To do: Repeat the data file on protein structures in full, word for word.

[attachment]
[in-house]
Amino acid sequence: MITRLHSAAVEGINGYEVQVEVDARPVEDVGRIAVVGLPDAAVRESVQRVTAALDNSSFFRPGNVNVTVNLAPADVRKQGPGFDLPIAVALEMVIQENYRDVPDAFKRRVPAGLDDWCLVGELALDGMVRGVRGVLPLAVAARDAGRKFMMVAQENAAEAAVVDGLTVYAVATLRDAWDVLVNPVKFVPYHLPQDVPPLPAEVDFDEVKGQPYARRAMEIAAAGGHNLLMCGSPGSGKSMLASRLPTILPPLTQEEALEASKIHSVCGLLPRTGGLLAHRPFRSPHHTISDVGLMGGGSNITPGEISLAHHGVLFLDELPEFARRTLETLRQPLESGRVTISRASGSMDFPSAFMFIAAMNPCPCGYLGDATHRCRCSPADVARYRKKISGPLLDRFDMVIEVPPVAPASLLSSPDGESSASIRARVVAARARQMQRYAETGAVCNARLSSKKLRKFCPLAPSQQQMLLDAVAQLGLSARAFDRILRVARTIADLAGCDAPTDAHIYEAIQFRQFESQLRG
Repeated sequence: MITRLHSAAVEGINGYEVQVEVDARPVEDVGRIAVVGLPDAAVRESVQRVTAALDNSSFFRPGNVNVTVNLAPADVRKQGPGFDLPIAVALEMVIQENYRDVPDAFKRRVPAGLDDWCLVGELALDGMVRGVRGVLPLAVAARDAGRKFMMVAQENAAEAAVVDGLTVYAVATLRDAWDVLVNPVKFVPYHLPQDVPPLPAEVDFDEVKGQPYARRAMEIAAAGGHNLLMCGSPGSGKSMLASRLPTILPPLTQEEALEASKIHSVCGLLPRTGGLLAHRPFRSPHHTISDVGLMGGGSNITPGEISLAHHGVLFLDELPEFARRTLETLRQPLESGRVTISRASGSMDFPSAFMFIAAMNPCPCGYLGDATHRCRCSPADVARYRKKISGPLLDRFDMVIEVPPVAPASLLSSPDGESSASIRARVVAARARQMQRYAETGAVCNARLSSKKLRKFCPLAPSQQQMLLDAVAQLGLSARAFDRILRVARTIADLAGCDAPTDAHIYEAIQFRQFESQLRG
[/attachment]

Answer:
[in-house]
Amino acid sequence: MITRLHSAAVEGINGYEVQVEVDARPVEDVGRIAVVGLPDAAVRESVQRVTAALDNSSFFRPGNVNVTVNLAPADVRKQGPGFDLPIAVALEMVIQENYRDVPDAFKRRVPAGLDDWCLVGELALDGMVRGVRGVLPLAVAARDAGRKFMMVAQENAAEAAVVDGLTVYAVATLRDAWDVLVNPVKFVPYHLPQDVPPLPAEVDFDEVKGQPYARRAMEIAAAGGHNLLMCGSPGSGKSMLASRLPTILPPLTQEEALEASKIHSVCGLLPRTGGLLAHRPFRSPHHTISDVGLMGGGSNITPGEISLAHHGVLFLDELPEFARRTLETLRQPLESGRVTISRASGSMDFPSAFMFIAAMNPCPCGYLGDATHRCRCSPADVARYRKKISGPLLDRFDMVIEVPPVAPASLLSSPDGESSASIRARVVAARARQMQRYAETGAVCNARLSSKKLRKFCPLAPSQQQMLLDAVAQLGLSARAFDRILRVARTIADLAGCDAPTDAHIYEAIQFRQFESQLRG
Repeated sequence: MITRLHSAAVEGINGYEVQVEVDARPVEDVGRIAVVGLPDAAVRESVQRVTAALDNSSFFRPGNVNVTVNLAPADVRKQGPGFDLPIAVALEMVIQENYRDVPDAFKRRVPAGLDDWCLVGELALDGMVRGVRGVLPLAVAARDAGRKFMMVAQENAAEAAVVDGLTVYAVATLRDAWDVLVNPVKFVPYHLPQDVPPLPAEVDFDEVKGQPYARRAMEIAAAGGHNLLMCGSPGSGKSMLASRLPTILPPLTQEEALEASKIHSVCGLLPRTGGLLAHRPFRSPHHTISDVGLMGGGSNITPGEISLAHHGVLFLDELPEFARRTLETLRQPLESGRVTISRASGSMDFPSAFMFIAAMNPCPCGYLGDATHRCRCSPADVARYRKKISGPLLDRFDMVIEVPPVAPASLLSSPDGESSASIRARVVAARARQMQRYAETGAVCNARLSSKKLRKFCPLAPSQQQMLLDAVAQLGLSARAFDRILRVARTIADLAGCDAPTDAHIYEAIQFRQFESQLRG